A “snug” fit, not a constricted one. The last thing you want is for the excess leather fabric to be hanging down below. Your leather jacket should snug and hug your armpits closely, but comfortably.
You gotta be able to move a little in those things.
Remember though, this ain’t Paris, and you are not an anorexic runway model (whose job is solely to stand tall and walk straight.) You want to be relatively free in your movement with your leather jacket (think Arnold Schwarzenegger in Terminator 2.)
So swing your arms a little when suited up, and see how your entire jacket and sleeves react. We’re not talking Olympic breaststrokes over here, just slightly “larger than life” arm movements that you’d do in your day to day life anyway.
If you can move comfortably, then most likely you’ve ensured the right fit.
How to tell if your leather jacket is TOO short?
With all the pertaining info up above, simply invert all the said advice. Though here is a list breakdown:
- The length is generally considered too short if the length is above your belt line entirely. That’s when we start getting into dangerous crop top territory.
- If your jacket rests any higher up past your shoulders, then that most likely means it is also too short (you should be able to feel the tightness of it, however.)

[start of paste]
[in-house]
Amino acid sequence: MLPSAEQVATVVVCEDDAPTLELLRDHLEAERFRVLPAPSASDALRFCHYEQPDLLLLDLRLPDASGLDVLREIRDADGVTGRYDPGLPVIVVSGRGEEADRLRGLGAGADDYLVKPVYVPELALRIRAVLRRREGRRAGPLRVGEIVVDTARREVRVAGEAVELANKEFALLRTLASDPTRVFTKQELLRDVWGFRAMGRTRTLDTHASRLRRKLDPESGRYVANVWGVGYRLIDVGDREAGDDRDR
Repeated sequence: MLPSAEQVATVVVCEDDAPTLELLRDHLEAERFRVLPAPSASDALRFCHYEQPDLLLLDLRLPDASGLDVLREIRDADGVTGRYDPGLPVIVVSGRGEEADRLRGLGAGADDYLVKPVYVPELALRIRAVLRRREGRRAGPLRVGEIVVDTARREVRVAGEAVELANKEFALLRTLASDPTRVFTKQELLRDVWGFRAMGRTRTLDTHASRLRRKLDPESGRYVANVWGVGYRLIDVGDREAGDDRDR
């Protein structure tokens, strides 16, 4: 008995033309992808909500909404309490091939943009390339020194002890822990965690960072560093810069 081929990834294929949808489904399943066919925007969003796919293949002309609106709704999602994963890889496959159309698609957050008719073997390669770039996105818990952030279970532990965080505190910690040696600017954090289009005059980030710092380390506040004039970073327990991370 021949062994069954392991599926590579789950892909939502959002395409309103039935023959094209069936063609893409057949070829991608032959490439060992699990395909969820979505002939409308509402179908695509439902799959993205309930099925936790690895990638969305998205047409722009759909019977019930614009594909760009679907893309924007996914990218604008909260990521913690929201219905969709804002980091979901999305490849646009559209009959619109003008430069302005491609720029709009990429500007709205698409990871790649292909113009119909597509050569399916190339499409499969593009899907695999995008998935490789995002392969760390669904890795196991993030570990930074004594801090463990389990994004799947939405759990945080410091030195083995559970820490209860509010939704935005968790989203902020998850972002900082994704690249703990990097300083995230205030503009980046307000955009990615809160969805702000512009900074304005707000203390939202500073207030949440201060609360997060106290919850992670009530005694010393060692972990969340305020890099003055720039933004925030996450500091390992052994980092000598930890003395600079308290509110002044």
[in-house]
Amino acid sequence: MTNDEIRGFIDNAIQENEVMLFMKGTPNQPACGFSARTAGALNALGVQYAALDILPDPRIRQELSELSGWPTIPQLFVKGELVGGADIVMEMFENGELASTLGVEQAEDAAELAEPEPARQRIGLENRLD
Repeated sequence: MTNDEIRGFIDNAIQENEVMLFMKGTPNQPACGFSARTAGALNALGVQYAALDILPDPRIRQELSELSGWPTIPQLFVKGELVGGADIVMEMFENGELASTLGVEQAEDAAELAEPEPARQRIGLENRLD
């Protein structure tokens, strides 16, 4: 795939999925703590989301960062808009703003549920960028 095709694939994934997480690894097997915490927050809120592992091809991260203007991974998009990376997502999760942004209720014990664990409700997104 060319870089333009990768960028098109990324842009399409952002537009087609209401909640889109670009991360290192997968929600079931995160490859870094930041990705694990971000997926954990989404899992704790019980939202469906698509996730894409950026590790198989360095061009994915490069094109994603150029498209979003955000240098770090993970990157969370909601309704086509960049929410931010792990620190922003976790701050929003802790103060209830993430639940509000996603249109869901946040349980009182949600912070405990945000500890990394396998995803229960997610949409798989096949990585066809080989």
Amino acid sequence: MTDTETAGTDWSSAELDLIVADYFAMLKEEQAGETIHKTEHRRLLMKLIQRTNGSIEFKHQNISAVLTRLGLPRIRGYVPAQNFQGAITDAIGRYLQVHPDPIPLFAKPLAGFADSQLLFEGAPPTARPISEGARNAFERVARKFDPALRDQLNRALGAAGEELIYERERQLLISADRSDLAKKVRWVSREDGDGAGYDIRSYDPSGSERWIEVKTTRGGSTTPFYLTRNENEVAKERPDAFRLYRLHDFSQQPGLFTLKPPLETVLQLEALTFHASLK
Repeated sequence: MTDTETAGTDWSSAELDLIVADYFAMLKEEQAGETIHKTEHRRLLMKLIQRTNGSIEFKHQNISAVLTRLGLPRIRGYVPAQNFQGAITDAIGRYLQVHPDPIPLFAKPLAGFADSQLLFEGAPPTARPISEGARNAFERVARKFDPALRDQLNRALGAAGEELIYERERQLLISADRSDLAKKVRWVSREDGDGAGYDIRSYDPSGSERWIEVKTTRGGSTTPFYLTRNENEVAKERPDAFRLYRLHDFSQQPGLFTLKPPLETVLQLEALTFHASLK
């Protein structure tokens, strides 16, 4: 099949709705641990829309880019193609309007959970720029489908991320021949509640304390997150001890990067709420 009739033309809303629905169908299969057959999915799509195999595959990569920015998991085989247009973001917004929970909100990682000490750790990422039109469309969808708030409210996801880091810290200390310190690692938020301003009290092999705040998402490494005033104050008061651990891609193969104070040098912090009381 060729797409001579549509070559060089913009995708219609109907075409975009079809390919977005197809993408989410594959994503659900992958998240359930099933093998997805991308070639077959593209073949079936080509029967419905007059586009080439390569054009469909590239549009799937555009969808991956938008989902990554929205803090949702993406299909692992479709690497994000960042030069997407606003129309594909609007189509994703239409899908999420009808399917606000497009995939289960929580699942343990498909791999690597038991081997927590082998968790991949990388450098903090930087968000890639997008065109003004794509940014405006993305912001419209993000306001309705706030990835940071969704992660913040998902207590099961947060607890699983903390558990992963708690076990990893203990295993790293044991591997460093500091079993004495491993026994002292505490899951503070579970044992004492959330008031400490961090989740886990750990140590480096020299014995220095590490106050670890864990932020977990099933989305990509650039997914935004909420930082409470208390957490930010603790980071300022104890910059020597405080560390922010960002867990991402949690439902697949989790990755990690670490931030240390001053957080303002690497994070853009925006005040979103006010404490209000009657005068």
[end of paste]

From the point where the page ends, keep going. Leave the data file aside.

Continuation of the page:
- Your leather jacket is too short if your armholes feel too constricting under your armpits.
- If you simply cannot wear a simple sweater underneath your jacket (zipped & unzipped), then toss it.
- If you just cannot move too freely in general (folding your arms or bending them at 90 degrees. This should not feel discomforting or awkward at all, if it does then that means it’s too short/and or tight.)
Should you buy your leather jacket one size smaller?
Leather is an incredibly durable and practical piece of material, and which will most likely stretch and mould itself over your body over time. Rule of thumb is to size down from your standard outerwear size, especially if you plan to make it apart of your attire often.
Type of leather jackets to wear for your body type